Although my sister was an excellent student, she loathed going to school and had very pronounced separation anxiety before the term even appeared in medical books. Leaving our mother in the morning for another day of school was almost more than she could bear. Leah made a beeline to the nurse's office if anything unusual occurred at school, such as wild bus rides, parties, concerts, standardized tests, picture day, etc. She hoped that her sick stomach and pallor would be convincing enough to excuse her from classes, and she could go home. Sometimes anxiety worked to her advantage; other times, it did not.
One morning in second grade, she meekly walked into the classroom and abruptly met her greatest fear: a substitute teacher. The woman might as well have been Frankenstein or Godzilla, for Leah feared she was up against a force to be reckoned with. Instantly terrified, as much as a second-grader could be, she thought, this will never do!! Quickly, she had to devise a plan to escape the scene of terror.
She was always a bit of a scrawny weakling, but this particular morning, she mustered all her physical and intellectual strength and quickly formed a plan of defense using the only weapon she had—her book satchel! On this wintry, cold morning, she pulled from every available resource, including Mother Nature. In a fight-or-flight moment, Leah clutched the handles of her satchel with a death grip that even the teacher could not release. It appeared that her little fingers were frozen to the handles! All ten were locked onto the handles, with white knuckles and “frozen” fingers firmly cemented in place. In a moment of brilliant success, my sister pulled the wool over the teacher’s eyes. Surely this was bound to get her a health pass home!
Wild-eyed and alarmed, the substitute teacher sharply silenced the other students. This is an emergency! Be quiet! We have a real crisis here—Leah’s hands are stuck to her handles! she announced. Silence fell over the classroom as all eyes watched the pathetic drama.
Then it happened. The school nurse walked into the classroom. She knew Leah very well from her frequent visits to the health room. Nurse Nancy calmly took Leah to the sink and ran warm water over her hands for several minutes. “Just relax your hands and let go,” the nurse said. Immediately my poor little sister could do nothing but relax and release her grasp on the handles. She was busted. Her death grip failed, and she was left to face her fears that day and endure a school day with her greatest fear.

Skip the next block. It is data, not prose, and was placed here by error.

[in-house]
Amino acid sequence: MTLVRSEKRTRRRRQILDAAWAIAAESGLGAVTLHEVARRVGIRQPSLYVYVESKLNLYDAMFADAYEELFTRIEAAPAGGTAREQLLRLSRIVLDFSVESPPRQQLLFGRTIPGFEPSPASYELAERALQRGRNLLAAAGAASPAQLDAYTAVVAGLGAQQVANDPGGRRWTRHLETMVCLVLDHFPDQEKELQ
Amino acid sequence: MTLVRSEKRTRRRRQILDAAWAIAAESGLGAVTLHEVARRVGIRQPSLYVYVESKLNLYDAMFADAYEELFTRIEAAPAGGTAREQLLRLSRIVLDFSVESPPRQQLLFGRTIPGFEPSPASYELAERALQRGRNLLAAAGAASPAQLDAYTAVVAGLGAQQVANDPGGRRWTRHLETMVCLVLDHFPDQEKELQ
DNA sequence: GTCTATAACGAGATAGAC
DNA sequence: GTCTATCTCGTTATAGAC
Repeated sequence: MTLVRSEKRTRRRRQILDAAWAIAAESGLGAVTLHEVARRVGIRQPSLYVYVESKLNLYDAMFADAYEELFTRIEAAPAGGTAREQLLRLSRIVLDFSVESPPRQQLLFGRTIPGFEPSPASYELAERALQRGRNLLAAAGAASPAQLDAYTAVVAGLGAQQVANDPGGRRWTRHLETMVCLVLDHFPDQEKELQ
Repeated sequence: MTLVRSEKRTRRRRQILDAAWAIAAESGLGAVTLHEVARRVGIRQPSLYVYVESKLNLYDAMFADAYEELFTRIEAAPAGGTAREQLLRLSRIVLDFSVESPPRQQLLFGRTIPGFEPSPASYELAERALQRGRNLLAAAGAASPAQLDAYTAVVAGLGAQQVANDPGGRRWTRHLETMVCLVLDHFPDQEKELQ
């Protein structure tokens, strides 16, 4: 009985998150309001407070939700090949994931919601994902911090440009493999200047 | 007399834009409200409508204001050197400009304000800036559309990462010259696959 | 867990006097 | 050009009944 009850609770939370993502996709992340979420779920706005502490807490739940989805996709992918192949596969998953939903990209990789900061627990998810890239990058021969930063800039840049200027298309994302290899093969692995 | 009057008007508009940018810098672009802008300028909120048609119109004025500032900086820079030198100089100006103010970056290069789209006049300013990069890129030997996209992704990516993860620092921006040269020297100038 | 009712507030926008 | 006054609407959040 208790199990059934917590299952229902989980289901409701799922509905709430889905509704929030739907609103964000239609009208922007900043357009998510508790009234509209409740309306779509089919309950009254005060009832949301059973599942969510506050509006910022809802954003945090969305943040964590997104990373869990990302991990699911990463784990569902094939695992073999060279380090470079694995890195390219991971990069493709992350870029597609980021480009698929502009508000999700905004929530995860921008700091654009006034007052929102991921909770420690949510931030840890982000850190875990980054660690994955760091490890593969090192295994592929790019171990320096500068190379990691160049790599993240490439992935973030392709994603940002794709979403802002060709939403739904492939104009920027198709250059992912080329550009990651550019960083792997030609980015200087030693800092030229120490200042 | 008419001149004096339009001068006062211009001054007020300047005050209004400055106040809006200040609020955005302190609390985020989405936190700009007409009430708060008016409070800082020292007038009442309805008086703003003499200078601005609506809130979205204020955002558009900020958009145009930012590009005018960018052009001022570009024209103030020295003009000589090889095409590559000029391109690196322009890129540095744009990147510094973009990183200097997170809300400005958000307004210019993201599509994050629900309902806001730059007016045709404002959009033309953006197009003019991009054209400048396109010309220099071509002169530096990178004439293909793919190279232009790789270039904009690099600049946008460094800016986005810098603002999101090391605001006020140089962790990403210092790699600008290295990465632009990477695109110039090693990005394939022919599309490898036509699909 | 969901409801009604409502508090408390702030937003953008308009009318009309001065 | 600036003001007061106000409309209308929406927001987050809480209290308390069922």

One of my favorite sayings is, always let your faith be bigger than your fear. Just as Leah clutched her satchel handles for dear life to protect herself from her fear, we can allow fear to overtake us as we tightly hold onto any vice or defense to control the scary things around us. We clutch our schemes and plans as tightly as my sister clutched her book bag handles. Such plans often fail, and we find ourselves on our knees, pleading with the Lord to help. Our pitiful attempts to avoid the things we dread prevent us from facing fear and stepping into a new place of freedom and strength.
Think of the great men of the Bible who exemplified courage and faith. Although each had times of discouragement and fear, with God’s help, they faced their fears. Jesus, Moses, Joshua, David, Paul, Stephen—these were men who experienced betrayal and terror that most of us will never know. Yet they did not rely on their strength to defeat fear. They were not handle-clutchers maintaining a death grip on their abilities to overcome enemies. Instead, they faced their fears with faith in a God who had remarkable ways of relinquishing their fears and bringing them to victory.
He still does. In Isaiah 41:10, the Lord said, “So do not fear, for I am with you; do not be dismayed, for I am your God. I will strengthen you and help you; I will uphold you with my righteous right hand.” Whatever fear we may face, faith in God proves bigger, for whatever is born of God overcomes the world; and this is the victory that has overcome the world—our faith” (1 John 5:4 NASB).
© 2022, Chris Werre